STEM leadership

3 reasons science faculty need leadership training

Connecting STEM faculty to opportunities to build leadership skills can benefit universities

Do engineers and researchers need to know basic business leadership principles? Some universities are saying yes, noting that basic business leadership concepts can help academic researchers and scientists cultivate career experience.

U.S. corporations spend billions each year on leadership and management training, and while the focus has been on business people, some universities are encouraging their engineering and science faculty to enroll in similar training programs to strengthen their human-centered leadership skills as they pursue their own research and mentor students.

When science and engineering faculty members are not schooled in effective leadership, they waste time dealing with lack of motivation and unnecessary conflict and interpersonal issues, said MIT Professor Charles Leiserson, lead professor of a summer leadership course offered by MIT Professional Education.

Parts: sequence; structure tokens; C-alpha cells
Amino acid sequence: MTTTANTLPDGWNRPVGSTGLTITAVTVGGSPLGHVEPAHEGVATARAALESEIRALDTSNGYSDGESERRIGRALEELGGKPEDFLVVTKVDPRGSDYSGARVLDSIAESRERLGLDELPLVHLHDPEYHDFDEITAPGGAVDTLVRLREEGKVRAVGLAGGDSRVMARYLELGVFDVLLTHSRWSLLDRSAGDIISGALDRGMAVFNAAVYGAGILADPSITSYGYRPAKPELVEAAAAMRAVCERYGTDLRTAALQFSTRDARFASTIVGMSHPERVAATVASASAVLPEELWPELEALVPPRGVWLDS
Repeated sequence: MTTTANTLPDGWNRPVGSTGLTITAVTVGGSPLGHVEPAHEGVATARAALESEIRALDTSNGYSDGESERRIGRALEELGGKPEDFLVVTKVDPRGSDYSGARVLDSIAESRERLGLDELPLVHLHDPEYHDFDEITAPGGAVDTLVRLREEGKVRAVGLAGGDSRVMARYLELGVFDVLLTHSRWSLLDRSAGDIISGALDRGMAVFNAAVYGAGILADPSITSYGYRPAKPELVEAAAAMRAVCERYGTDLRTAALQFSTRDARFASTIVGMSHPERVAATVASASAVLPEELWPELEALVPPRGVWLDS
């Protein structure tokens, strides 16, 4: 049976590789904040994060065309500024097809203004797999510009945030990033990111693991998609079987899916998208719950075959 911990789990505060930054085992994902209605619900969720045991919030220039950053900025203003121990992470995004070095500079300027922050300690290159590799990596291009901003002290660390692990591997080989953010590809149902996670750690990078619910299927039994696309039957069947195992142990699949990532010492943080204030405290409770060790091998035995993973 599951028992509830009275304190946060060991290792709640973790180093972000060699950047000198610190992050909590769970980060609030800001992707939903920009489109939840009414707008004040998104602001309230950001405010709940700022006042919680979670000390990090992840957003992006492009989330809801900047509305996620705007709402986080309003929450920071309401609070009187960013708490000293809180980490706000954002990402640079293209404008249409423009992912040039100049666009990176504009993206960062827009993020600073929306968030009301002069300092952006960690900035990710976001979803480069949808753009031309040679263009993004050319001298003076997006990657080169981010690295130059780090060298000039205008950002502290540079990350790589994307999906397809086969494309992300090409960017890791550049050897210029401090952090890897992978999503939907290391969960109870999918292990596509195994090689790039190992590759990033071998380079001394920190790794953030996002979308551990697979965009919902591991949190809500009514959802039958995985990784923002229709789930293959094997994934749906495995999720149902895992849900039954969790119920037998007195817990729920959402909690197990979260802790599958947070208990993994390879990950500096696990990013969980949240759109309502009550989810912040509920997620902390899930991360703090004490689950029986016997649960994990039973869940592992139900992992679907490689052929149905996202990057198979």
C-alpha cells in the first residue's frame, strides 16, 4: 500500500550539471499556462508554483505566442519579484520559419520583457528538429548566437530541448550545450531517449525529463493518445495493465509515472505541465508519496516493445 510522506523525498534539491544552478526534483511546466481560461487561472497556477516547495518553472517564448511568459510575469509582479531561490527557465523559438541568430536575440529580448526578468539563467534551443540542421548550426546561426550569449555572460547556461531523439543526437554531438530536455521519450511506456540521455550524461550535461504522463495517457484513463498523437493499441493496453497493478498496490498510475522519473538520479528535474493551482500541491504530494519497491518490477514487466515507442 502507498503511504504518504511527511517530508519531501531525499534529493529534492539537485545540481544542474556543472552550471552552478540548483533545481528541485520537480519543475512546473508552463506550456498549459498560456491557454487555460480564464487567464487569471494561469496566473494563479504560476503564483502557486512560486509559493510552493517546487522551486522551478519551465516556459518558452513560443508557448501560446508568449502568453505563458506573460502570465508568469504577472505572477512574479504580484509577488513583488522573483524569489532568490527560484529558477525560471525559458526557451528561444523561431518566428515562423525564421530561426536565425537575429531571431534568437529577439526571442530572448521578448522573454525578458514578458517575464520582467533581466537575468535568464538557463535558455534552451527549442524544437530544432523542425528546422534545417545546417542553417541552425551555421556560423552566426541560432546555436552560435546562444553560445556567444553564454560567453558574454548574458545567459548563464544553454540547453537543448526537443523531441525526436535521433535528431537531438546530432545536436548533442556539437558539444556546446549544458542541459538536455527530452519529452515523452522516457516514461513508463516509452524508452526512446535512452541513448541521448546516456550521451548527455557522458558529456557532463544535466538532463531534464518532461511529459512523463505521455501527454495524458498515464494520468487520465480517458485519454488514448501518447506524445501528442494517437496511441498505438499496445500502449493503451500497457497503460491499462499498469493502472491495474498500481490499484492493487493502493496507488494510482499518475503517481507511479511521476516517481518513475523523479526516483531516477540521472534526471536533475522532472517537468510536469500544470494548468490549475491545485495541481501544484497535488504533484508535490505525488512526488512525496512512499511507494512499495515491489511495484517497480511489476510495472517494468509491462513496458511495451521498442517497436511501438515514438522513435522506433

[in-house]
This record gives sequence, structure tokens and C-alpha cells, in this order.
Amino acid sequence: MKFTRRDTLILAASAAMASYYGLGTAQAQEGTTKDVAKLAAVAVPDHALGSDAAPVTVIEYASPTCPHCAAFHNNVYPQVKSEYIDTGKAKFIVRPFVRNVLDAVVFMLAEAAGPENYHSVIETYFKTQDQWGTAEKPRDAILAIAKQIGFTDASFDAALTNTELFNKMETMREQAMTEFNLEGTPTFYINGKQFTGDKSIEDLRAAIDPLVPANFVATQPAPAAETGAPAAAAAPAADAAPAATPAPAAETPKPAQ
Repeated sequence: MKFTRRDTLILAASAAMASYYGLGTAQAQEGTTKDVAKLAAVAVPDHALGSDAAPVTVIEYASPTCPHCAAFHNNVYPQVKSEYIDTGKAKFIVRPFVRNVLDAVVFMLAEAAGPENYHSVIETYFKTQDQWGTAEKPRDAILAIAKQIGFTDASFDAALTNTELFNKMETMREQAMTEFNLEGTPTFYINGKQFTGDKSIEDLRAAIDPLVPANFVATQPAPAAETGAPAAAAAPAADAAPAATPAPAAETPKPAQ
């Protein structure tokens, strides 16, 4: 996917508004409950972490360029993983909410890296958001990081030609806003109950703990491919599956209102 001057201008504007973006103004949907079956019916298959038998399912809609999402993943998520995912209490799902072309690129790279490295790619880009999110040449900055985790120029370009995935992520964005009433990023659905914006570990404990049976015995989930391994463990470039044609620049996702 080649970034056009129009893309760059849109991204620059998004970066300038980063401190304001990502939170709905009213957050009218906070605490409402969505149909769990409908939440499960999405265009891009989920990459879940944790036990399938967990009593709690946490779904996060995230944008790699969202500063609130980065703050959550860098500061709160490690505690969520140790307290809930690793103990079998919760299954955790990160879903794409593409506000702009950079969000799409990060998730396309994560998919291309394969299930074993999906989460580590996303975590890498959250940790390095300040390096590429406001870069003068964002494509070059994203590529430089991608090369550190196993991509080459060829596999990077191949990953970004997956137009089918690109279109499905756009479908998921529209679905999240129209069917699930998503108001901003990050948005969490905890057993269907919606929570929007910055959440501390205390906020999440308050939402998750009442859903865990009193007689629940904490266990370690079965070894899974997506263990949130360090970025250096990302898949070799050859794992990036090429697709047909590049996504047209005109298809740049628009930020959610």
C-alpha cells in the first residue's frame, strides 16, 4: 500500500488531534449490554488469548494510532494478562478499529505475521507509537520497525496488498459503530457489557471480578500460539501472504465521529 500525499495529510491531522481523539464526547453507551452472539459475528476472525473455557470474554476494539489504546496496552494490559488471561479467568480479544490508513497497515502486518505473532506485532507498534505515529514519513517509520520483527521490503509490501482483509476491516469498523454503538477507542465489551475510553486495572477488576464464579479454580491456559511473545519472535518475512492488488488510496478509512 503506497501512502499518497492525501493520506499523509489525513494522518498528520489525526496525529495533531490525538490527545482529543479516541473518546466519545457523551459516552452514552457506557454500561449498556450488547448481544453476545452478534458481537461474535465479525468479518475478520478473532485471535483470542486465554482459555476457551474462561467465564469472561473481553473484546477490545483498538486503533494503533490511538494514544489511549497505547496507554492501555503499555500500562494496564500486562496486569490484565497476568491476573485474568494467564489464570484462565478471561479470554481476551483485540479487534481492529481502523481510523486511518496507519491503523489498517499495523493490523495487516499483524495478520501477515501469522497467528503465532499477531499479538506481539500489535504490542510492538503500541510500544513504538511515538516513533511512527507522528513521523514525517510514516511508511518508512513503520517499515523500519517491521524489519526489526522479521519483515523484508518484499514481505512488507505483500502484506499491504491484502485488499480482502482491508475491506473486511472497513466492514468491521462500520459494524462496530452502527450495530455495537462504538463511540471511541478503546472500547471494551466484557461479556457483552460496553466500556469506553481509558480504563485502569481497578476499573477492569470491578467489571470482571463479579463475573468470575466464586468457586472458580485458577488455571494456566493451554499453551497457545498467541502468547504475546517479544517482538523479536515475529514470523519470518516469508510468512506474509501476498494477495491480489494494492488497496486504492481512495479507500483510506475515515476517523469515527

After teaching leadership workshops for hundreds of engineering and science faculty members, Leiserson said hardly any of the professors had ever taken a class in leadership skills or knew of their existence.

At most universities, junior faculty members must learn leadership skills on the job by trial and error, often to the detriment of their students and careers. Senior faculty members’ failure to provide a supportive culture could harm the reputation of their department or laboratory, he added.

(Next page: Three reasons leadership skills could benefit your science faculty)

Laura Ascione